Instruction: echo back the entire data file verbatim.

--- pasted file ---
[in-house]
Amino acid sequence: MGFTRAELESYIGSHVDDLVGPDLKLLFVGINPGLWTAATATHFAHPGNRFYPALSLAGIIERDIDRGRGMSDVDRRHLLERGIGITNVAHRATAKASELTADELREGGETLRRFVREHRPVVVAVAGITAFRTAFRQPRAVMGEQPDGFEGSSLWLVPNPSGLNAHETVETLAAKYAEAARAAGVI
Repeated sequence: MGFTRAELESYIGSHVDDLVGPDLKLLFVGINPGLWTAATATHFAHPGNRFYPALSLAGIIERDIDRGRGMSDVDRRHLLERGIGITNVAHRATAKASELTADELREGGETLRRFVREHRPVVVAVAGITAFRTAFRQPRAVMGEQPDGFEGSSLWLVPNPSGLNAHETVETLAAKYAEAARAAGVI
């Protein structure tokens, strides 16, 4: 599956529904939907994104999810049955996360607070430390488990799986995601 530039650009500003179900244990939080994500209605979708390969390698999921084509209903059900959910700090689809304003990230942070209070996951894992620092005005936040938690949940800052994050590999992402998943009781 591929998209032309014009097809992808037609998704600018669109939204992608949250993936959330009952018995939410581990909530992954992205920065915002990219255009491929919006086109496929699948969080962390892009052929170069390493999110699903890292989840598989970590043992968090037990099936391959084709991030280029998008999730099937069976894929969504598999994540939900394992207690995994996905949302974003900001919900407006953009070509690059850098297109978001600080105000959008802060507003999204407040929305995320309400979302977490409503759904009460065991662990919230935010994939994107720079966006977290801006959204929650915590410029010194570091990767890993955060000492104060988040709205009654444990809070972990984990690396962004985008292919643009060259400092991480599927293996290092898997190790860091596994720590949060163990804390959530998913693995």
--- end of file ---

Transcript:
[in-house]
Amino acid sequence: MGFTRAELESYIGSHVDDLVGPDLKLLFVGINPGLWTAATATHFAHPGNRFYPALSLAGIIERDIDRGRGMSDVDRRHLLERGIGITNVAHRATAKASELTADELREGGETLRRFVREHRPVVVAVAGITAFRTAFRQPRAVMGEQPDGFEGSSLWLVPNPSGLNAHETVETLAAKYAEAARAAGVI
Repeated sequence: MGFTRAELESYIGSHVDDLVGPDLKLLFVGINPGLWTAATATHFAHPGNRFYPALSLAGIIERDIDRGRGMSDVDRRHLLERGIGITNVAHRATAKASELTADELREGGETLRRFVREHRPVVVAVAGITAFRTAFRQPRAVMGEQPDGFEGSSLWLVPNPSGLNAHETVETLAAKYAEAARAAGVI
């Protein structure tokens, strides 16, 4: 599956529904939907994104999810049955996360607070430390488990799986995601 530039650009500003179900244990939080994500209605979708390969390698999921084509209903059900959910700090689809304003990230942070209070996951894992620092005005936040938690949940800052994050590999992402998943009781 591929998209032309014009097809992808037609998704600018669109939204992608949250993936959330009952018995939410581990909530992954992205920065915002990219255009491929919006086109496929699948969080962390892009052929170069390493999110699903890292989840598989970590043992968090037990099936391959084709991030280029998008999730099937069976894929969504598999994540939900394992207690995994996905949302974003900001919900407006953009070509690059850098297109978001600080105000959008802060507003999204407040929305995320309400979302977490409503759904009460065991662990919230935010994939994107720079966006977290801006959204929650915590410029010194570091990767890993955060000492104060988040709205009654444990809070972990984990690396962004985008292919643009060259400092991480599927293996290092898997190790860091596994720590949060163990804390959530998913693995």